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http://dx.doi.org/10.1016/j.cjco.2019.04.001DOI Listing
http://www.ncbi.nlm.nih.gov/pmc/articles/PMC7063621PMC
July 2019

Arrhythmias in Cardiac Amyloidosis: Challenges in Risk Stratification and Treatment.

Can J Cardiol 2020 03 12;36(3):416-423. Epub 2019 Dec 12.

Division of Cardiology, University of British Columbia, Vancouver, British Columbia, Canada. Electronic address:

Cardiac amyloidosis occurs secondarily to the deposition of insoluble protein fibrils in cardiac tissue leading to progressive myocardial dysfunction, clinical heart failure, and arrhythmia. In recent years, increasing awareness and improved screening have resulted in an increased prevalence of cardiac amyloidosis, with contemporary estimates reporting a prevalence of 18-55 cases per 100,000 person-years, accounting for > 13% of heart failure hospitalizations. The arrhythmic manifestations of cardiac amyloidosis can range from conduction-system disease and bradyarrhythmias to atrial fibrillation and sudden cardiac death. Bradyarrhythmias and conduction system disease may occur secondarily to amyloid infiltration, but the timing of pacemaker implantation remains unclear. When available, biventricular pacing should be considered in symptomatic patients, particularly in those expected to receive a high burden of ventricular pacing (> 40%). The management of atrial fibrillation can be challenging, because contemporary agents for rate and rhythm control may be poorly tolerated in patients with cardiac amyloidosis. Patients with cardiac amyloidosis also have a high rate of intracardiac thrombus and should be anticoagulated in the presence of atrial fibrillation (regardless of CHADS score). We generally consider transesophageal echocardiography before cardioversion regardless of anticoagulation status or duration of arrhythmia. Ventricular arrhythmias may also occur in patients with cardiac amyloidosis, and decisions surrounding implantable cardioverter-defibrillator implantation should balance the risks of ventricular arrhythmia and sudden cardiac death with the competing risks of worsening heart failure and noncardiac death. In this review, we cover the primary arrhythmic manifestations of cardiac amyloidosis and discuss their management considerations.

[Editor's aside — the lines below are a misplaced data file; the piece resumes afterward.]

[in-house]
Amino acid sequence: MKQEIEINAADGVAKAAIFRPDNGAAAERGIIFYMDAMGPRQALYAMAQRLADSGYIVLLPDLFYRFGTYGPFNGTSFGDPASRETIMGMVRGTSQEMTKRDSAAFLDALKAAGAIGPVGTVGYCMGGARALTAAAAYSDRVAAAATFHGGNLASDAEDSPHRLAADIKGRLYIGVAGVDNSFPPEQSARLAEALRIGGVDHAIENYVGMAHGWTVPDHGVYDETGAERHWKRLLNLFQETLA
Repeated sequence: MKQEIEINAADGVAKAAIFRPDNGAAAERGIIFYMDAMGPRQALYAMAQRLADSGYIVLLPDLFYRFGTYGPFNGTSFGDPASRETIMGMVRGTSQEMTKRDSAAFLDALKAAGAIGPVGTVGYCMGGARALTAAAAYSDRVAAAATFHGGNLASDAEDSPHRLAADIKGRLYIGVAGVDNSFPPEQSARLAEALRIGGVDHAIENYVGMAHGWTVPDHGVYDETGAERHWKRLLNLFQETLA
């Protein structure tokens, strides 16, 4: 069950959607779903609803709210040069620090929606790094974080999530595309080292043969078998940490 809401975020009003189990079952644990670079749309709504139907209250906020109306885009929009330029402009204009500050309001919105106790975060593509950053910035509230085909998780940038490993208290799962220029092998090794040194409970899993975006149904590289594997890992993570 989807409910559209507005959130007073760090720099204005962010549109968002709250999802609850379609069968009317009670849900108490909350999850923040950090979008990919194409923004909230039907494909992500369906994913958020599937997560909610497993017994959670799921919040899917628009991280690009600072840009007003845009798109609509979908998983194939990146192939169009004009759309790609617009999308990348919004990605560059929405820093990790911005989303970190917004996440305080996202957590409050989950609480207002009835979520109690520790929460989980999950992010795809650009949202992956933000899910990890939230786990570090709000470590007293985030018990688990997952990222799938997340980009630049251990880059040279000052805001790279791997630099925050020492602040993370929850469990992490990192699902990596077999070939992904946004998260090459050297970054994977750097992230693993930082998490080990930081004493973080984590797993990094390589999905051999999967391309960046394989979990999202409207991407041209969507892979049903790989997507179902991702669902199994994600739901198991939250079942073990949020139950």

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http://dx.doi.org/10.1016/j.cjca.2019.11.039DOI Listing
March 2020

Genetic Testing in Inherited Arrhythmias: Approach, Limitations, and Challenges.

Can J Cardiol 2020 04 10;36(4):584-587. Epub 2019 Sep 10.

Heart Rhythm Services, Division of Cardiology, University of British Columbia, Vancouver, British Columbia, Canada. Electronic address: